Russia’s peace moves have also exacerbated the split between the moderate and jihadist wings of the insurgency, fuelling tensions that have spilled into confrontation in Idlib, the rebels’ main remaining foothold.

A ceasefire brokered by Russia and Turkey last month has excluded the main jihadist group in northwestern Syria, Jabhat Fateh al-Sham, while a spate of air strikes targeting its leaders have increased mistrust in the rebel camp.

All this plays further to Assad’s advantage, as his Russian and Iranian allies want to lead diplomacy over Syria, with Donald Trump indicating he will cut backing for the moderate Syrian opposition as U.S. president.

The rebels going to Astana say the meeting must focus on shoring up the ceasefire and will resist political discussions although Assad has said he is open to such talks.

“If Astana is just about a mechanism for a ceasefire, and humanitarian access, then it is positive. But it won’t be good if they discuss political affairs in Astana because that will amount to the marginalization of the other political forces,” said one FSA commander.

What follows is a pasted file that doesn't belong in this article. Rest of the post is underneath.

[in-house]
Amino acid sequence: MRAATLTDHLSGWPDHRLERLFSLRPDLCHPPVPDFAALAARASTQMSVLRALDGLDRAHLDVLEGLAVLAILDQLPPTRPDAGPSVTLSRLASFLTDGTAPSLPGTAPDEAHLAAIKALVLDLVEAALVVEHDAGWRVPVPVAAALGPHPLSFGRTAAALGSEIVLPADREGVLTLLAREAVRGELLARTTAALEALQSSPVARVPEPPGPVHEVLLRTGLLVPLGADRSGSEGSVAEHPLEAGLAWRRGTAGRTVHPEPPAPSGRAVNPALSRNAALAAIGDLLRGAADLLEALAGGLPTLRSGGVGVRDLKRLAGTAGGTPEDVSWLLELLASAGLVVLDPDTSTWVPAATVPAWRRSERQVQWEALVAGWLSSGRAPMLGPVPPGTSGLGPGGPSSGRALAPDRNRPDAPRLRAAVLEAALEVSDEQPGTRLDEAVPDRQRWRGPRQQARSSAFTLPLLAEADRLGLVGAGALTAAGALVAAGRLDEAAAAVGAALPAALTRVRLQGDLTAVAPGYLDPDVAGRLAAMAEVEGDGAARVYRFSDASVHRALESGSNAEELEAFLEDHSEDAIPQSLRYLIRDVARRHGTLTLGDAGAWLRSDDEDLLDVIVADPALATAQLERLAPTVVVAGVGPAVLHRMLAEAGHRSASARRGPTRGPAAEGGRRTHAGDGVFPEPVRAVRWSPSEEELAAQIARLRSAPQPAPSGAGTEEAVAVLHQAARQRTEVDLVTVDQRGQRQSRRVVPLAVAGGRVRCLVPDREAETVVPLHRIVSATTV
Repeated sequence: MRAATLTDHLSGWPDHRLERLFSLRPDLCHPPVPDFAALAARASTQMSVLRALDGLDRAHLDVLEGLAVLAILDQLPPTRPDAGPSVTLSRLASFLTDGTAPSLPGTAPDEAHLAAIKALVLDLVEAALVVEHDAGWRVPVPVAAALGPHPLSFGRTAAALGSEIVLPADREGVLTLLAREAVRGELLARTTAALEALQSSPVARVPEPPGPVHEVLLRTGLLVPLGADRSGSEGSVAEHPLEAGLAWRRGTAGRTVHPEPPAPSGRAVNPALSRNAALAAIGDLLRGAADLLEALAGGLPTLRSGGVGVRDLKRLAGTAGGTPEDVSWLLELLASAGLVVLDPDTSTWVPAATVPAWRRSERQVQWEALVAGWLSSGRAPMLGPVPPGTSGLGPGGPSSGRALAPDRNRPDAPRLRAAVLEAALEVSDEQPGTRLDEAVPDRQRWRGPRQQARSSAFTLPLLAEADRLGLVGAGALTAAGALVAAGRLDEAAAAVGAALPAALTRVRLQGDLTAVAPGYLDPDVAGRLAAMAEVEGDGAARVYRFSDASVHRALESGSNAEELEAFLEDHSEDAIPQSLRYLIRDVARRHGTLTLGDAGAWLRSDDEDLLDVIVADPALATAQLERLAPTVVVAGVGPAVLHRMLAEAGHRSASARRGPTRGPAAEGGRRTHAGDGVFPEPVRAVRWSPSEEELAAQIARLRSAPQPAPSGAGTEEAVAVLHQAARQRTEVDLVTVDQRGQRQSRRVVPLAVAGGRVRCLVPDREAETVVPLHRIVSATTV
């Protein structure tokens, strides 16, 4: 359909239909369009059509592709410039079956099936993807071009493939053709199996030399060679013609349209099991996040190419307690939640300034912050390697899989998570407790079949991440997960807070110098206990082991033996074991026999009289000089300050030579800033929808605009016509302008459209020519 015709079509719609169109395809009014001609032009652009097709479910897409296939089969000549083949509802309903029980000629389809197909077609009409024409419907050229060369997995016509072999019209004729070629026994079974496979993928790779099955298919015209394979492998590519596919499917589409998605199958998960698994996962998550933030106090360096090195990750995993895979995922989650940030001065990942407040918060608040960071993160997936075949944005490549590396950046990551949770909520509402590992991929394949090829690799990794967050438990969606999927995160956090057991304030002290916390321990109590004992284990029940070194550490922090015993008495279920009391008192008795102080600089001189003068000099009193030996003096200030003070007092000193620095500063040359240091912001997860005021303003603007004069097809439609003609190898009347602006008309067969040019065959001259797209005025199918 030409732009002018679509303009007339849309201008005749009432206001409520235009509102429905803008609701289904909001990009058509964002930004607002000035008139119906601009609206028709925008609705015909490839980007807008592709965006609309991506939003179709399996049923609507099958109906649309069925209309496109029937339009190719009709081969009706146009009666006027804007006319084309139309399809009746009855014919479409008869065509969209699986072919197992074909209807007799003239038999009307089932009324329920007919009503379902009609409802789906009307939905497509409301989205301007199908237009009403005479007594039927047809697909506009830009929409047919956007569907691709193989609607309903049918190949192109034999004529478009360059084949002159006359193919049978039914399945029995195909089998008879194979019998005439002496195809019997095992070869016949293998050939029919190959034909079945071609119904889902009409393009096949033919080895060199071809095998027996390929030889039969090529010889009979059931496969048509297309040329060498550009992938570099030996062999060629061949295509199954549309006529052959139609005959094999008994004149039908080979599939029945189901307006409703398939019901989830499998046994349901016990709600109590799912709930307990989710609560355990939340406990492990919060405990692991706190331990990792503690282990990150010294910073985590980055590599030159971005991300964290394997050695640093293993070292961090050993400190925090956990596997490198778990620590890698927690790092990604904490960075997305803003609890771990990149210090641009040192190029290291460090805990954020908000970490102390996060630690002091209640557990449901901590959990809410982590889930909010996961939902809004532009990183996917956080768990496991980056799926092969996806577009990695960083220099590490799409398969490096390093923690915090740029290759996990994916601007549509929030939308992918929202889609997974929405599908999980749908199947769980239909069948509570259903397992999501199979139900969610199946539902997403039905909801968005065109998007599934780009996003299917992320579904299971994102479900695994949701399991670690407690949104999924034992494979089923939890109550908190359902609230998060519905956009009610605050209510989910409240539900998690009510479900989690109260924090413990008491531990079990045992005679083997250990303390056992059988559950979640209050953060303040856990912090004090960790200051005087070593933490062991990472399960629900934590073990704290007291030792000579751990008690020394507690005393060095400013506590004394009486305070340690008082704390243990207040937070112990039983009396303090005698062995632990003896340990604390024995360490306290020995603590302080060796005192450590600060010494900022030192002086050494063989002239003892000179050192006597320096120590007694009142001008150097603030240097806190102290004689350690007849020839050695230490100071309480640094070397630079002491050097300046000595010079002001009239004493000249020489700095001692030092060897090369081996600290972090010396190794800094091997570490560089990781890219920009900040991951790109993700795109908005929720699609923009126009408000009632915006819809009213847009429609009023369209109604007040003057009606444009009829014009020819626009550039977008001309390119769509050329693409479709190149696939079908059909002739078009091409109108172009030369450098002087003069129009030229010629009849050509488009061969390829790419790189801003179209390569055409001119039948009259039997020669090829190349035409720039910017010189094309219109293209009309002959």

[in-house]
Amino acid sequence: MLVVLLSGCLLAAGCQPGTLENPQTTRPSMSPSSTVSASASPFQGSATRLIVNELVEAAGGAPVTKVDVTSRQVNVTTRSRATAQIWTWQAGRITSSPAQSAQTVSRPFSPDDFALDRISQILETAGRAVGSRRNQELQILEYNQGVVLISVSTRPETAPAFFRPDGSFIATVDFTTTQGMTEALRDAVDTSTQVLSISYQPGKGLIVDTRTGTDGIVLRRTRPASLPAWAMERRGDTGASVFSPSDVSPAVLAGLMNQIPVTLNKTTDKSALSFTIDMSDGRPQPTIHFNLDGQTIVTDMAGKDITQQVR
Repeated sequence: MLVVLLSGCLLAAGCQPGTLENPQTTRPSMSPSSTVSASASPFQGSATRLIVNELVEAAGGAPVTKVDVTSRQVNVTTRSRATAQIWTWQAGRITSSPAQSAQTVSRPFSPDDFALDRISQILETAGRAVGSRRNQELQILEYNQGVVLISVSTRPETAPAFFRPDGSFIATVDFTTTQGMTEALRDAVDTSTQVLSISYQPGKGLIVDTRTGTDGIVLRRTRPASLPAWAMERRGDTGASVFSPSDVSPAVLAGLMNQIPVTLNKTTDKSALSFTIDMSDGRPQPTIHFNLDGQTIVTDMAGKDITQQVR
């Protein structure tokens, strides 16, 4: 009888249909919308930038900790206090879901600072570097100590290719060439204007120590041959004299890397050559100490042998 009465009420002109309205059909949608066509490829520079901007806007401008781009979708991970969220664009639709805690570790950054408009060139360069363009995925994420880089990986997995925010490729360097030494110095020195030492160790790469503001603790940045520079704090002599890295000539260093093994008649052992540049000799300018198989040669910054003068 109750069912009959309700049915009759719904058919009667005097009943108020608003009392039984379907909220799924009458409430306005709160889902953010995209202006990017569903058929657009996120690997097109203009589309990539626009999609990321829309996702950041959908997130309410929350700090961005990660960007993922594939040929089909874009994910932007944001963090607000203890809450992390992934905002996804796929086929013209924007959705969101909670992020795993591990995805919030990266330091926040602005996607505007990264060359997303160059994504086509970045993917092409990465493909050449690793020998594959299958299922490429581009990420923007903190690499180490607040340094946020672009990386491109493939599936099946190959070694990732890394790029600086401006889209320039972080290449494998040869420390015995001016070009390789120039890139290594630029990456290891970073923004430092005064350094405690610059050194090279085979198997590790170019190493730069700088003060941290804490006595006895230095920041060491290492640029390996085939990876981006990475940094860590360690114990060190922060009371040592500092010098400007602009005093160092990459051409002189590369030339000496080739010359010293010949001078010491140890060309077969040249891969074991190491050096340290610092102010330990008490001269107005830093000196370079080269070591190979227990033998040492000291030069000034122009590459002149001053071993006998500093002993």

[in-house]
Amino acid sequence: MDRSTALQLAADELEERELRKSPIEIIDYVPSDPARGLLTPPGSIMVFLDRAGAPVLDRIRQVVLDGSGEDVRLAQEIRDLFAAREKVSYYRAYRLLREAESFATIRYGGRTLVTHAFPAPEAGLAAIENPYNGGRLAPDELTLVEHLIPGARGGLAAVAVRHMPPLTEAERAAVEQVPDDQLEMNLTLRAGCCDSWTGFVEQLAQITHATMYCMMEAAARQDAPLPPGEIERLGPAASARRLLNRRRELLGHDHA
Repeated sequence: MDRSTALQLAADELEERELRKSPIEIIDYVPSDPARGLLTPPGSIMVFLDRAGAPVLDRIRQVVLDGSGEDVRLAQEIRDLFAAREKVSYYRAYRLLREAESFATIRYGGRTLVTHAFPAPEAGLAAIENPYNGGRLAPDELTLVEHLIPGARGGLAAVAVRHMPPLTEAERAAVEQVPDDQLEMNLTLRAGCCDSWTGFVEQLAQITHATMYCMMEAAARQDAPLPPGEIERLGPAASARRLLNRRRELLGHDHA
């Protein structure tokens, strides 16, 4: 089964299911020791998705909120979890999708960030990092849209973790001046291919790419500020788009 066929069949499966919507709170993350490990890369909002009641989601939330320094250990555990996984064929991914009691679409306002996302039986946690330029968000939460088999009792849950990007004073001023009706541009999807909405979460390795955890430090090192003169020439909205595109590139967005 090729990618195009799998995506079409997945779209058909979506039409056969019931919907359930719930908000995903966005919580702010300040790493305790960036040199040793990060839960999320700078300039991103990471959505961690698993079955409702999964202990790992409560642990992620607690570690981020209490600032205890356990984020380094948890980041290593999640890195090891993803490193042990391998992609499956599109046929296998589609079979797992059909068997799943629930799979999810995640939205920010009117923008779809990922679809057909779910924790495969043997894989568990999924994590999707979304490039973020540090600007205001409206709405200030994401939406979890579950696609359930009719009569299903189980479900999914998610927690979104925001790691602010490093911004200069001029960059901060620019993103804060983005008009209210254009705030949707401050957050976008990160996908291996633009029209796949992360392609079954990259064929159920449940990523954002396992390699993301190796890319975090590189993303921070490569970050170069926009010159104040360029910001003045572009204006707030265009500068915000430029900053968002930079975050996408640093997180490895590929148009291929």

After years of failed international diplomacy, Moscow says it wants to advance peace by dealing directly with rebels fighting on the ground. It says the aim of the talks, which Iran will also attend, is to consolidate the ceasefire.

Turkey, which backs the revolt against Assad, is also behind the new peace drive and is widely believed to have put pressure in the rebels to go to Astana.

This reflects its shifting goals in Syria, where its priorities are now shaped around combating Kurdish militia and Islamic State near its border.


The outlook for the moderate rebels is more uncertain than ever as Trump has signaled he will cut American support for rebels who have been armed under an aid program backed by the United States, Arab states and Turkey.

An invitation to Astana has been sent to the United States, but Saudi Arabia and Qatar have been left out.

The rebel divisions have long worked in Assad’s favor in the conflict, which grew out of protests against Assad and his government in March 2011 and is estimated to have killed several hundred thousand people.